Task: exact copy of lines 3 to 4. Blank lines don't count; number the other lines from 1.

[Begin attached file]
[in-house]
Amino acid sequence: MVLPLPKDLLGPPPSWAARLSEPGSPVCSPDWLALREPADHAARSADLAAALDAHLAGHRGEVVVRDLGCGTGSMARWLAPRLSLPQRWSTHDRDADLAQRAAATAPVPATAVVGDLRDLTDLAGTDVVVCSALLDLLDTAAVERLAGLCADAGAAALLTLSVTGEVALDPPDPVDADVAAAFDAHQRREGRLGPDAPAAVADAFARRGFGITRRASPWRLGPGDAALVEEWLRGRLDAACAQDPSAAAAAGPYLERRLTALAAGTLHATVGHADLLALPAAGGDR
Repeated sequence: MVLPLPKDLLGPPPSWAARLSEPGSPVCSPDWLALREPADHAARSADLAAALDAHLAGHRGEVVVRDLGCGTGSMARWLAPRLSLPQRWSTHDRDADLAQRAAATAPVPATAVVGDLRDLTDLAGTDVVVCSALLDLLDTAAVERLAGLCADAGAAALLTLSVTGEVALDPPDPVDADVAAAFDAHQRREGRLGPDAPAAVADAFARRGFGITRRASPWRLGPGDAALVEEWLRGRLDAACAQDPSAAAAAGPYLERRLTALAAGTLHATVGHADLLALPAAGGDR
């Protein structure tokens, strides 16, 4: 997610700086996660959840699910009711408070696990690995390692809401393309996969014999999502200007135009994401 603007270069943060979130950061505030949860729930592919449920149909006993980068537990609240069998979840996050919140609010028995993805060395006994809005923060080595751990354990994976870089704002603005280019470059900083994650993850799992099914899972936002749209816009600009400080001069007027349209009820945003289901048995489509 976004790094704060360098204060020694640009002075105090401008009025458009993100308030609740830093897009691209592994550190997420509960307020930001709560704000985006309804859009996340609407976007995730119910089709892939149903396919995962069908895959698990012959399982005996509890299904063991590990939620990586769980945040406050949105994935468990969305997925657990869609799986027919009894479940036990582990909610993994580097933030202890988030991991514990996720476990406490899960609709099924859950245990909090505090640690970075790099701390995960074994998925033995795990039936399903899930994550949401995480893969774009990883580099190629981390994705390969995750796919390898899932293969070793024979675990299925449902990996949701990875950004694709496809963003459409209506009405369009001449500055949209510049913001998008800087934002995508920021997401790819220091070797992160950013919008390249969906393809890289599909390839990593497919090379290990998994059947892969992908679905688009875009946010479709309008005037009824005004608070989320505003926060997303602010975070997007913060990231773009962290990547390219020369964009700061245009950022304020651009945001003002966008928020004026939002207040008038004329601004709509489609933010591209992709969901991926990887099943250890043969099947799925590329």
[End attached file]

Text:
Repeated sequence: MVLPLPKDLLGPPPSWAARLSEPGSPVCSPDWLALREPADHAARSADLAAALDAHLAGHRGEVVVRDLGCGTGSMARWLAPRLSLPQRWSTHDRDADLAQRAAATAPVPATAVVGDLRDLTDLAGTDVVVCSALLDLLDTAAVERLAGLCADAGAAALLTLSVTGEVALDPPDPVDADVAAAFDAHQRREGRLGPDAPAAVADAFARRGFGITRRASPWRLGPGDAALVEEWLRGRLDAACAQDPSAAAAAGPYLERRLTALAAGTLHATVGHADLLALPAAGGDR
């Protein structure tokens, strides 16, 4: 997610700086996660959840699910009711408070696990690995390692809401393309996969014999999502200007135009994401 603007270069943060979130950061505030949860729930592919449920149909006993980068537990609240069998979840996050919140609010028995993805060395006994809005923060080595751990354990994976870089704002603005280019470059900083994650993850799992099914899972936002749209816009600009400080001069007027349209009820945003289901048995489509 976004790094704060360098204060020694640009002075105090401008009025458009993100308030609740830093897009691209592994550190997420509960307020930001709560704000985006309804859009996340609407976007995730119910089709892939149903396919995962069908895959698990012959399982005996509890299904063991590990939620990586769980945040406050949105994935468990969305997925657990869609799986027919009894479940036990582990909610993994580097933030202890988030991991514990996720476990406490899960609709099924859950245990909090505090640690970075790099701390995960074994998925033995795990039936399903899930994550949401995480893969774009990883580099190629981390994705390969995750796919390898899932293969070793024979675990299925449902990996949701990875950004694709496809963003459409209506009405369009001449500055949209510049913001998008800087934002995508920021997401790819220091070797992160950013919008390249969906393809890289599909390839990593497919090379290990998994059947892969992908679905688009875009946010479709309008005037009824005004608070989320505003926060997303602010975070997007913060990231773009962290990547390219020369964009700061245009950022304020651009945001003002966008928020004026939002207040008038004329601004709509489609933010591209992709969901991926990887099943250890043969099947799925590329």